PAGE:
2013 Tropical Storm Andrea

I needed the rest after the two days of steaming through the canal and south down the Delaware Bay and all the sand shoals. I came through the narrow entrance into this so called harbour but it is more like an enclosed river mouth with a bay stretching SE to the town.  I pulled up the anchor and found a marina who had no space but at least water and diesel so I filled all the tanks to full and left to re-anchor having found out along the shoreline both sea and land was quite shallow water.  I dropped anchor with quite some room aft of me and let out 75 m of my 10mm chain.  I checked that the rest would flow easily and also checked that the join to the nylon rode was secure and free flowing.

There was a hive of activity at the Coast Guard Training Centre as the recruits stowed everything movable and made sure that the few vessel in their dock had double the lines.  With all the canvas well secured along with everything on deck I prepared a good meal and then settled into bed with the alarm set for midnight when the Tropical Storm would arrive.

Here is the extract from Wikipedia The first tropical cyclone and named storm of the annual hurricane season, Andrea originated from an area of low pressure in the eastern Gulf of Mexico on June 5. Despite strong wind shear and an abundance of dry air, the storm strengthened while initially heading north-northeastward. Later on June 5, it re-curved northeastward and approached the Big Bend region of Florida. Andrea intensified and peaked as a strong tropical storm with winds at 65 mph 56 knots on June 6. A few hours later, the storm weakened slightly and made landfall near Steinhatchee, Florida later that day. It began losing tropical characteristics while tracking across Florida and Georgia. Andrea transitioned into an extra-tropical cyclone moved along the East Coast of the United States.

Yes I was right in its path and well prepared.  I got a few hours sleep but just before midnight the wind started from the SE.  I had quite some room astern so I undid the snubber and let out all the chain I had in the locker which was 100 m.  The nylon took the strain round the capstan.  Well the wind rose more and more. Thankfully there was a short fetch so the waves were quite small.  Then came the rain and the wind so I again let out another 20 m of nylon and started the engine.  I put it in gear and just let it idle.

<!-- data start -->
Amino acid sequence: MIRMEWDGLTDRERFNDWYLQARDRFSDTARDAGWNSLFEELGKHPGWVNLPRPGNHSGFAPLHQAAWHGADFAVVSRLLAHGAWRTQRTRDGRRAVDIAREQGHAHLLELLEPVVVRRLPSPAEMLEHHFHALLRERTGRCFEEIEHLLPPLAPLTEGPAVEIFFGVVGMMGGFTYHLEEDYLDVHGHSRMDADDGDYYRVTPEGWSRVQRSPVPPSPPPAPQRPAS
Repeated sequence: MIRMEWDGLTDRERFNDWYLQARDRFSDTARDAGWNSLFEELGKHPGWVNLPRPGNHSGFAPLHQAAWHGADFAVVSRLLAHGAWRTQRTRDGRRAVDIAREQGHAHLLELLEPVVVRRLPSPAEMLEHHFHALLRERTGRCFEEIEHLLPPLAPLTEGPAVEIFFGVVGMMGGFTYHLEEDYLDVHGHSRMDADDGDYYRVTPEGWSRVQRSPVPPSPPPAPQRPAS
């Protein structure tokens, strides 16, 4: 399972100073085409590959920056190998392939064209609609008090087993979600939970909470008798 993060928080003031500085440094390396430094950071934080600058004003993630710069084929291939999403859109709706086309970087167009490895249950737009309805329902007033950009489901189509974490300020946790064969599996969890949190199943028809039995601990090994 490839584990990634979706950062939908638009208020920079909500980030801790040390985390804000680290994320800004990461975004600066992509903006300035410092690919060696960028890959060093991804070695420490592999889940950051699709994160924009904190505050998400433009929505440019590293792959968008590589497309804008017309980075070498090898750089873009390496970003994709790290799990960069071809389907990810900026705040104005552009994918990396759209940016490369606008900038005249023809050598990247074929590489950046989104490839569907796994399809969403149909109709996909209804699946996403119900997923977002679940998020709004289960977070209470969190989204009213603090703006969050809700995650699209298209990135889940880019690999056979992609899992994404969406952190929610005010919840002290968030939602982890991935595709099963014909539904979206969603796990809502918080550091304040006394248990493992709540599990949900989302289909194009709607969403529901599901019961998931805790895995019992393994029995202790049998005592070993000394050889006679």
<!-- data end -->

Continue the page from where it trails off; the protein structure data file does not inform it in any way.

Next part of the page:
At the hight of the wind I had the engine in full ahead with the anchor straining to keep Malua in position.  I was watching the anchor alarm from the cockpit as we weaved back and forth with the wind in the high 40 knots.  The rain and noise was disconcerting not that I had to talk to anyone else.  It appeared that all the other vessel except one were holding at their stations.  That fellow started to drag towards the sea shore beach but thankfully the anchor must have caught something because he stopped just before going onto the beach.

At about 4:00 am the winds veered to be coming from the opposite direction so it was time to up anchor and re-anchor with more room off my stern.  This was a challenge in itself because I had to gauge how the anchor was coming in from the cockpit while pressing the up anchor button.  I am sure I put strain on the windlass but eventually I say the anchor appear over the bow and I steamed into the wind to drop it a and let out the 75 m of chain again.  The anchor set the first time and I was again stationary with the Vesper Marine anchor watch set.

From about 5:00 am to dawn with the rain continuing all this time I sat either in the cockpit with the engine running or down below watching the anchor alarm.  The rain and wind eased as the light came up and I could relax and have breakfast.  I was not going anywhere for a few days until l the open ocean calmed down so I went ashore and walked around. The next stage was to enter the Hudson River and the Big Apple

Cape May Harbour  Andrea Track

Boats in wind

Was that a magical moment on Malua.
Here are a few photos of the short haul here...

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